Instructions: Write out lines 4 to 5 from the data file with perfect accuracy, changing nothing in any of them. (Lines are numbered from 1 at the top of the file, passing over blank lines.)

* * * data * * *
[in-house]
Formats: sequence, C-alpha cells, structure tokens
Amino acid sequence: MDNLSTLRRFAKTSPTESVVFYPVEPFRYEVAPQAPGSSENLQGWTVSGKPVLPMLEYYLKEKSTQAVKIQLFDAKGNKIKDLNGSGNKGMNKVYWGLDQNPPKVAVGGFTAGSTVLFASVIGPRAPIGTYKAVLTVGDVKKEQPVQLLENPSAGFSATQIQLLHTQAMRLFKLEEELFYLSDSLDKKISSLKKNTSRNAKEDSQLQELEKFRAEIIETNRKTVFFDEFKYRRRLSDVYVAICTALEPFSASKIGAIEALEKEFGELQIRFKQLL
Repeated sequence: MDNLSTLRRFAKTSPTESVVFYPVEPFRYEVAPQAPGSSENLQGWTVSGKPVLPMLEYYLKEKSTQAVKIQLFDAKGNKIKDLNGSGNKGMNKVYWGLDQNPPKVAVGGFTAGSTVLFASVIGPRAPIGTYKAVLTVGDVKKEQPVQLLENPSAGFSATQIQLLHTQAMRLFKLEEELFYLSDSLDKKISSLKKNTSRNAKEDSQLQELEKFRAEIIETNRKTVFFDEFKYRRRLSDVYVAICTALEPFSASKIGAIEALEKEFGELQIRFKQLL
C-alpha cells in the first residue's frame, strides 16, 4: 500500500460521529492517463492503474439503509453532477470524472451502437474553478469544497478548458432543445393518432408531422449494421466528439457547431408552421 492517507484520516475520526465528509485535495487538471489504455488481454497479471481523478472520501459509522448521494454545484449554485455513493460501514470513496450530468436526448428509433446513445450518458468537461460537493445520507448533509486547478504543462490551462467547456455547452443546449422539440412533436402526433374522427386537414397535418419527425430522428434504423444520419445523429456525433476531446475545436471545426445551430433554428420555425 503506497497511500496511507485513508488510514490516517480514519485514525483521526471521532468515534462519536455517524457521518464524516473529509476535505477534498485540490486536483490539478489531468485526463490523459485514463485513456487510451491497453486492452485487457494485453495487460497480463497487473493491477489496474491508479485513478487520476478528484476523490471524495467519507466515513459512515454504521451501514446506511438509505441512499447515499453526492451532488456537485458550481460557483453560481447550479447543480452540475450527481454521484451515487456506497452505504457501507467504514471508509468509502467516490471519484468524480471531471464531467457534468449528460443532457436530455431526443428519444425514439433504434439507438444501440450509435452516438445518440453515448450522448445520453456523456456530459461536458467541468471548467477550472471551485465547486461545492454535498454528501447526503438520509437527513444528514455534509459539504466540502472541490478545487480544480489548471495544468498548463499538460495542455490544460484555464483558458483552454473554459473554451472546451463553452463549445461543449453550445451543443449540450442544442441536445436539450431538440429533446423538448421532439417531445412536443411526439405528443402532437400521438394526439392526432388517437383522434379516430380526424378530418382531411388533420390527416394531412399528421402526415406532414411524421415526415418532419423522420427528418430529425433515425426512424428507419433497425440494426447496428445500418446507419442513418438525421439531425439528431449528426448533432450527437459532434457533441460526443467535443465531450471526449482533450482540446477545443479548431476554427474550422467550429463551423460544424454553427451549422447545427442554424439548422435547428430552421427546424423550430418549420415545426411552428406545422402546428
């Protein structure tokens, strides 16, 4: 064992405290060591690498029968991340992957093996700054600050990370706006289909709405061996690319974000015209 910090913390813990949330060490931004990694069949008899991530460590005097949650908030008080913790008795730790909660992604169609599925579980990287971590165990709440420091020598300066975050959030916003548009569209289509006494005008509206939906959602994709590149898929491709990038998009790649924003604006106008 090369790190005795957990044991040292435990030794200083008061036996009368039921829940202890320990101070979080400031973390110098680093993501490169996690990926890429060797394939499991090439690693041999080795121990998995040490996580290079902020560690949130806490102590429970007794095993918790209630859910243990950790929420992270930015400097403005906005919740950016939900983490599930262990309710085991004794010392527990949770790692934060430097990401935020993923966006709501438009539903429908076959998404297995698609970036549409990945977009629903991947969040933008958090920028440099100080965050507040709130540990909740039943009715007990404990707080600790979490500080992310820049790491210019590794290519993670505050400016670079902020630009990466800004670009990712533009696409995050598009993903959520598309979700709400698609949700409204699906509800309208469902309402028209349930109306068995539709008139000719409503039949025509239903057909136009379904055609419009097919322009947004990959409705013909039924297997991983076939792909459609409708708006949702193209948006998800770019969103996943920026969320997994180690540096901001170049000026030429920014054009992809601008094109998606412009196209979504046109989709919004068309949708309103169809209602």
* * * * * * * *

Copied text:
Repeated sequence: MDNLSTLRRFAKTSPTESVVFYPVEPFRYEVAPQAPGSSENLQGWTVSGKPVLPMLEYYLKEKSTQAVKIQLFDAKGNKIKDLNGSGNKGMNKVYWGLDQNPPKVAVGGFTAGSTVLFASVIGPRAPIGTYKAVLTVGDVKKEQPVQLLENPSAGFSATQIQLLHTQAMRLFKLEEELFYLSDSLDKKISSLKKNTSRNAKEDSQLQELEKFRAEIIETNRKTVFFDEFKYRRRLSDVYVAICTALEPFSASKIGAIEALEKEFGELQIRFKQLL
C-alpha cells in the first residue's frame, strides 16, 4: 500500500460521529492517463492503474439503509453532477470524472451502437474553478469544497478548458432543445393518432408531422449494421466528439457547431408552421 492517507484520516475520526465528509485535495487538471489504455488481454497479471481523478472520501459509522448521494454545484449554485455513493460501514470513496450530468436526448428509433446513445450518458468537461460537493445520507448533509486547478504543462490551462467547456455547452443546449422539440412533436402526433374522427386537414397535418419527425430522428434504423444520419445523429456525433476531446475545436471545426445551430433554428420555425 503506497497511500496511507485513508488510514490516517480514519485514525483521526471521532468515534462519536455517524457521518464524516473529509476535505477534498485540490486536483490539478489531468485526463490523459485514463485513456487510451491497453486492452485487457494485453495487460497480463497487473493491477489496474491508479485513478487520476478528484476523490471524495467519507466515513459512515454504521451501514446506511438509505441512499447515499453526492451532488456537485458550481460557483453560481447550479447543480452540475450527481454521484451515487456506497452505504457501507467504514471508509468509502467516490471519484468524480471531471464531467457534468449528460443532457436530455431526443428519444425514439433504434439507438444501440450509435452516438445518440453515448450522448445520453456523456456530459461536458467541468471548467477550472471551485465547486461545492454535498454528501447526503438520509437527513444528514455534509459539504466540502472541490478545487480544480489548471495544468498548463499538460495542455490544460484555464483558458483552454473554459473554451472546451463553452463549445461543449453550445451543443449540450442544442441536445436539450431538440429533446423538448421532439417531445412536443411526439405528443402532437400521438394526439392526432388517437383522434379516430380526424378530418382531411388533420390527416394531412399528421402526415406532414411524421415526415418532419423522420427528418430529425433515425426512424428507419433497425440494426447496428445500418446507419442513418438525421439531425439528431449528426448533432450527437459532434457533441460526443467535443465531450471526449482533450482540446477545443479548431476554427474550422467550429463551423460544424454553427451549422447545427442554424439548422435547428430552421427546424423550430418549420415545426411552428406545422402546428